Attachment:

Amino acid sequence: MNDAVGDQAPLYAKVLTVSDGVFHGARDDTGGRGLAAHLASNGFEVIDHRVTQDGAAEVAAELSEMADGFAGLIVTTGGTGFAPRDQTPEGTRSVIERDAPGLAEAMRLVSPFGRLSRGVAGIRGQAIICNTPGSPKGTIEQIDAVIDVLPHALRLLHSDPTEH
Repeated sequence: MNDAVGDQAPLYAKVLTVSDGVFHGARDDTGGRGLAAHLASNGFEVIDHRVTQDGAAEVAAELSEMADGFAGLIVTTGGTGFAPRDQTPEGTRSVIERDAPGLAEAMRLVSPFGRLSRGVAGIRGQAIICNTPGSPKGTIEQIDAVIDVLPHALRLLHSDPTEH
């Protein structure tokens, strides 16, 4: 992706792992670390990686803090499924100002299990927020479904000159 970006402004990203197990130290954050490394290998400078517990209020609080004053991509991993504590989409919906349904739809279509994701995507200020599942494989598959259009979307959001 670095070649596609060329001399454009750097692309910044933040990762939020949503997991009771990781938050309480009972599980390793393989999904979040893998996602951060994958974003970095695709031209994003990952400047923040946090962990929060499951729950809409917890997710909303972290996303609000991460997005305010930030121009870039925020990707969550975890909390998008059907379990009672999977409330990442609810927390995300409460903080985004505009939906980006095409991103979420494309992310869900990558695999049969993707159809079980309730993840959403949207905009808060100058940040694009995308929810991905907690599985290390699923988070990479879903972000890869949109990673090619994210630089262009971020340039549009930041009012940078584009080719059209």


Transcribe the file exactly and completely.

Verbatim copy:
Amino acid sequence: MNDAVGDQAPLYAKVLTVSDGVFHGARDDTGGRGLAAHLASNGFEVIDHRVTQDGAAEVAAELSEMADGFAGLIVTTGGTGFAPRDQTPEGTRSVIERDAPGLAEAMRLVSPFGRLSRGVAGIRGQAIICNTPGSPKGTIEQIDAVIDVLPHALRLLHSDPTEH
Repeated sequence: MNDAVGDQAPLYAKVLTVSDGVFHGARDDTGGRGLAAHLASNGFEVIDHRVTQDGAAEVAAELSEMADGFAGLIVTTGGTGFAPRDQTPEGTRSVIERDAPGLAEAMRLVSPFGRLSRGVAGIRGQAIICNTPGSPKGTIEQIDAVIDVLPHALRLLHSDPTEH
């Protein structure tokens, strides 16, 4: 992706792992670390990686803090499924100002299990927020479904000159 970006402004990203197990130290954050490394290998400078517990209020609080004053991509991993504590989409919906349904739809279509994701995507200020599942494989598959259009979307959001 670095070649596609060329001399454009750097692309910044933040990762939020949503997991009771990781938050309480009972599980390793393989999904979040893998996602951060994958974003970095695709031209994003990952400047923040946090962990929060499951729950809409917890997710909303972290996303609000991460997005305010930030121009870039925020990707969550975890909390998008059907379990009672999977409330990442609810927390995300409460903080985004505009939906980006095409991103979420494309992310869900990558695999049969993707159809079980309730993840959403949207905009808060100058940040694009995308929810991905907690599985290390699923988070990479879903972000890869949109990673090619994210630089262009971020340039549009930041009012940078584009080719059209």